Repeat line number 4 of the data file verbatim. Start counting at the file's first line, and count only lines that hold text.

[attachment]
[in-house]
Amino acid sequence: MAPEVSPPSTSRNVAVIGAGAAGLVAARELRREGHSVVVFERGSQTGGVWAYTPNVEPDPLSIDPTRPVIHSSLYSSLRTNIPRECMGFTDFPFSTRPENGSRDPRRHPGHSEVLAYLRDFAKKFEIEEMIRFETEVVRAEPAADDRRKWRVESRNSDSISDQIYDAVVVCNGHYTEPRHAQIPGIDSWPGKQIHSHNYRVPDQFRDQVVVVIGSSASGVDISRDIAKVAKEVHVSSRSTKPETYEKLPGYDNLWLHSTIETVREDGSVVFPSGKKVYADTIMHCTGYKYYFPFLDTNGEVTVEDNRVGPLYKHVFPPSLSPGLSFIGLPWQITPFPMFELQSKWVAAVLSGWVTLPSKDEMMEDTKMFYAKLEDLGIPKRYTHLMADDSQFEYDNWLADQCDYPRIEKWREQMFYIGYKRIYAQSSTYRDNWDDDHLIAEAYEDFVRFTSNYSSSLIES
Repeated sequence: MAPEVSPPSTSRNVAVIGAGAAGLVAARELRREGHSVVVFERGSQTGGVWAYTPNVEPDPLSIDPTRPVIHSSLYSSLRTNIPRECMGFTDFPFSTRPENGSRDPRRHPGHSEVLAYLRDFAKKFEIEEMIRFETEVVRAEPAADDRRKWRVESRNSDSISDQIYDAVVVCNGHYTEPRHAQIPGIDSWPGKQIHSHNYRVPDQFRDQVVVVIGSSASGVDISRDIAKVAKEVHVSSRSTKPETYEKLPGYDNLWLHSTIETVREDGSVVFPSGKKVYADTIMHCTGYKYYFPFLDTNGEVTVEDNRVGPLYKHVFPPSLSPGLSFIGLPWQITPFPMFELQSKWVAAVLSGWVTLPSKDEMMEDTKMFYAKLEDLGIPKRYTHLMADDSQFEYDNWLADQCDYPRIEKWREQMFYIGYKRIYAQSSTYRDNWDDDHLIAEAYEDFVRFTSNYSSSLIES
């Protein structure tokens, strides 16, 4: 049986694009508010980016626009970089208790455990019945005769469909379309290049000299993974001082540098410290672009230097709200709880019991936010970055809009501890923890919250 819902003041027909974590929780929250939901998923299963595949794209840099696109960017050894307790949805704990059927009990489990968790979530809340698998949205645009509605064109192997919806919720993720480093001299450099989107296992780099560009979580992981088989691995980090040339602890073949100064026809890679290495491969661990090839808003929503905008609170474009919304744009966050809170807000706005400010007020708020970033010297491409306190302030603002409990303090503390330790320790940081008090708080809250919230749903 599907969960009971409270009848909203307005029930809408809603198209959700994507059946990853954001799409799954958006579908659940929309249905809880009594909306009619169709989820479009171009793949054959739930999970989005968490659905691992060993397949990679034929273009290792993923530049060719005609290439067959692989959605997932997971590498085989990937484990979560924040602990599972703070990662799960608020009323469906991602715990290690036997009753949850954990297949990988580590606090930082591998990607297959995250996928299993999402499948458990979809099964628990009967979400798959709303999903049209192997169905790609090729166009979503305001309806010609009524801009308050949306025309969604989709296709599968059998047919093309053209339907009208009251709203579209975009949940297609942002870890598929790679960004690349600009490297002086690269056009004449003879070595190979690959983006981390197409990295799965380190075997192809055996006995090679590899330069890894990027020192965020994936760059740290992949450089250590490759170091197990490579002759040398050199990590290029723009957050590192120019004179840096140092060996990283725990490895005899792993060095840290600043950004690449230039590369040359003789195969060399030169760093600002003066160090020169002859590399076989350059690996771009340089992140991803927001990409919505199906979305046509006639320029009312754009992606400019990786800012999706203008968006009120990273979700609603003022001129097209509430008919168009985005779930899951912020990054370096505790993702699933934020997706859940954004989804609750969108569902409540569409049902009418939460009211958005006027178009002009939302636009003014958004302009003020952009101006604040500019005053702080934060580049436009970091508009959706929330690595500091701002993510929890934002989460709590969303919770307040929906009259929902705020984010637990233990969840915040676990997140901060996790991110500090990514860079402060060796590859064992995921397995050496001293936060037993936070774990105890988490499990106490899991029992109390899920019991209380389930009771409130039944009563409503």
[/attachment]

């Protein structure tokens, strides 16, 4: 049986694009508010980016626009970089208790455990019945005769469909379309290049000299993974001082540098410290672009230097709200709880019991936010970055809009501890923890919250 819902003041027909974590929780929250939901998923299963595949794209840099696109960017050894307790949805704990059927009990489990968790979530809340698998949205645009509605064109192997919806919720993720480093001299450099989107296992780099560009979580992981088989691995980090040339602890073949100064026809890679290495491969661990090839808003929503905008609170474009919304744009966050809170807000706005400010007020708020970033010297491409306190302030603002409990303090503390330790320790940081008090708080809250919230749903 599907969960009971409270009848909203307005029930809408809603198209959700994507059946990853954001799409799954958006579908659940929309249905809880009594909306009619169709989820479009171009793949054959739930999970989005968490659905691992060993397949990679034929273009290792993923530049060719005609290439067959692989959605997932997971590498085989990937484990979560924040602990599972703070990662799960608020009323469906991602715990290690036997009753949850954990297949990988580590606090930082591998990607297959995250996928299993999402499948458990979809099964628990009967979400798959709303999903049209192997169905790609090729166009979503305001309806010609009524801009308050949306025309969604989709296709599968059998047919093309053209339907009208009251709203579209975009949940297609942002870890598929790679960004690349600009490297002086690269056009004449003879070595190979690959983006981390197409990295799965380190075997192809055996006995090679590899330069890894990027020192965020994936760059740290992949450089250590490759170091197990490579002759040398050199990590290029723009957050590192120019004179840096140092060996990283725990490895005899792993060095840290600043950004690449230039590369040359003789195969060399030169760093600002003066160090020169002859590399076989350059690996771009340089992140991803927001990409919505199906979305046509006639320029009312754009992606400019990786800012999706203008968006009120990273979700609603003022001129097209509430008919168009985005779930899951912020990054370096505790993702699933934020997706859940954004989804609750969108569902409540569409049902009418939460009211958005006027178009002009939302636009003014958004302009003020952009101006604040500019005053702080934060580049436009970091508009959706929330690595500091701002993510929890934002989460709590969303919770307040929906009259929902705020984010637990233990969840915040676990997140901060996790991110500090990514860079402060060796590859064992995921397995050496001293936060037993936070774990105890988490499990106490899991029992109390899920019991209380389930009771409130039944009563409503």